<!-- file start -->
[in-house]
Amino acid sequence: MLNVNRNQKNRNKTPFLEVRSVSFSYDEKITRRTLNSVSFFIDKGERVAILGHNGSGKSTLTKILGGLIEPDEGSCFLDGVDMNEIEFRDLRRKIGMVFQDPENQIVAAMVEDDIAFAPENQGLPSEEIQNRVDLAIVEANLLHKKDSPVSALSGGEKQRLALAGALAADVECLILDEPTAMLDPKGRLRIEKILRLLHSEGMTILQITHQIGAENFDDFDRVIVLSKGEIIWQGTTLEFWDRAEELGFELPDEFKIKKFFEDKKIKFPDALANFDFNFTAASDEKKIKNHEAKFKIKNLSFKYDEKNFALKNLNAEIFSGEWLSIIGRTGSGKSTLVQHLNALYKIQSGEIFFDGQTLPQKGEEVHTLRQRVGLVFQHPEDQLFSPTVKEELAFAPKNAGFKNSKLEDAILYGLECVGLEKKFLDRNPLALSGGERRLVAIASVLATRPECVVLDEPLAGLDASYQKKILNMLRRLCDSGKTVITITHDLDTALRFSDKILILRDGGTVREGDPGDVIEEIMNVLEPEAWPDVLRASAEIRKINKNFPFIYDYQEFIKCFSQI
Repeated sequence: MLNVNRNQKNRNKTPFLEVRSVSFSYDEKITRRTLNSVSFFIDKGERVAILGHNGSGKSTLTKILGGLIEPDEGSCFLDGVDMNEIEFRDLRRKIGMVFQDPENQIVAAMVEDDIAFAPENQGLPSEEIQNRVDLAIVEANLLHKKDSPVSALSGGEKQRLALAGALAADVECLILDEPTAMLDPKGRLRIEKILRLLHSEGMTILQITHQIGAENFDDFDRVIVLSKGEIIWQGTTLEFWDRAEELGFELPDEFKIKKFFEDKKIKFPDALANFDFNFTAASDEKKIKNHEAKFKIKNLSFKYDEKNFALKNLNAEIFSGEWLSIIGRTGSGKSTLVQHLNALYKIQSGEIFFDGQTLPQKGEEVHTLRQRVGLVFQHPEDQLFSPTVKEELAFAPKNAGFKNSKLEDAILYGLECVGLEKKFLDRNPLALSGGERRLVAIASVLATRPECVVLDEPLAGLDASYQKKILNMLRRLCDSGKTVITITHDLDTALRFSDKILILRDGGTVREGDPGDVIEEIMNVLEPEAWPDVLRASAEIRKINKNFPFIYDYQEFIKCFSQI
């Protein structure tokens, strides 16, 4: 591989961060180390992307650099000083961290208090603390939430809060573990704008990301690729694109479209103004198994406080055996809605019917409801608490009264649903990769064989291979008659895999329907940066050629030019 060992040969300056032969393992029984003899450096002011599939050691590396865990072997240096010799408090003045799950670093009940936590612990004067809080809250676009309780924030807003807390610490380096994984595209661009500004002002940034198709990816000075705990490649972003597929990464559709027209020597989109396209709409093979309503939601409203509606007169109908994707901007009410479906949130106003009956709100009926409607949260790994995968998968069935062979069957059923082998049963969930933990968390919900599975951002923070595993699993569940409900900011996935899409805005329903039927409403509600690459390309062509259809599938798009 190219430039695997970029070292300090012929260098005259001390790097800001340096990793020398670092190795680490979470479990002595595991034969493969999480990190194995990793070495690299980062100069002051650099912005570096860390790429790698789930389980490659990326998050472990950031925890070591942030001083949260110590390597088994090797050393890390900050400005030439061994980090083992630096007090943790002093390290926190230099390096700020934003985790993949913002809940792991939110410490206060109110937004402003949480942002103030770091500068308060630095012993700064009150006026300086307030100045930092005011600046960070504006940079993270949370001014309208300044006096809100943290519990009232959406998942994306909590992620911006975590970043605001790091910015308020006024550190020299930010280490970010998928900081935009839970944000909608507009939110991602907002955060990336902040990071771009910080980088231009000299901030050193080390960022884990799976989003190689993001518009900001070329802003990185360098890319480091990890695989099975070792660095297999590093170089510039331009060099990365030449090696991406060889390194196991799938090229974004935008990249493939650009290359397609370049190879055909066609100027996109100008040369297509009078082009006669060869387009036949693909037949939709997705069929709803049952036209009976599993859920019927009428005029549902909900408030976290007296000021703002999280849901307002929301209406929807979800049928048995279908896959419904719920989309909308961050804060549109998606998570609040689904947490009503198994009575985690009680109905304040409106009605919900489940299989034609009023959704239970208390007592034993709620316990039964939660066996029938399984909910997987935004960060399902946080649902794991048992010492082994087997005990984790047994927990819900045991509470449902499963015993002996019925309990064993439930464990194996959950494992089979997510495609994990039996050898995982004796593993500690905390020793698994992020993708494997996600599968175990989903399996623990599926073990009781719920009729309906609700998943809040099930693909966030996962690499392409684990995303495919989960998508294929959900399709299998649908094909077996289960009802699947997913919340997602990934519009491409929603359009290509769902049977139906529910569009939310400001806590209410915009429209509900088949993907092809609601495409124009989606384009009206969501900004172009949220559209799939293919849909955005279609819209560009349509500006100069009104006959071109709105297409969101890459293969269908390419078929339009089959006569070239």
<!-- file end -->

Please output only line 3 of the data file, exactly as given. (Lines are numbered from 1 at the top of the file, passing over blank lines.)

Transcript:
Repeated sequence: MLNVNRNQKNRNKTPFLEVRSVSFSYDEKITRRTLNSVSFFIDKGERVAILGHNGSGKSTLTKILGGLIEPDEGSCFLDGVDMNEIEFRDLRRKIGMVFQDPENQIVAAMVEDDIAFAPENQGLPSEEIQNRVDLAIVEANLLHKKDSPVSALSGGEKQRLALAGALAADVECLILDEPTAMLDPKGRLRIEKILRLLHSEGMTILQITHQIGAENFDDFDRVIVLSKGEIIWQGTTLEFWDRAEELGFELPDEFKIKKFFEDKKIKFPDALANFDFNFTAASDEKKIKNHEAKFKIKNLSFKYDEKNFALKNLNAEIFSGEWLSIIGRTGSGKSTLVQHLNALYKIQSGEIFFDGQTLPQKGEEVHTLRQRVGLVFQHPEDQLFSPTVKEELAFAPKNAGFKNSKLEDAILYGLECVGLEKKFLDRNPLALSGGERRLVAIASVLATRPECVVLDEPLAGLDASYQKKILNMLRRLCDSGKTVITITHDLDTALRFSDKILILRDGGTVREGDPGDVIEEIMNVLEPEAWPDVLRASAEIRKINKNFPFIYDYQEFIKCFSQI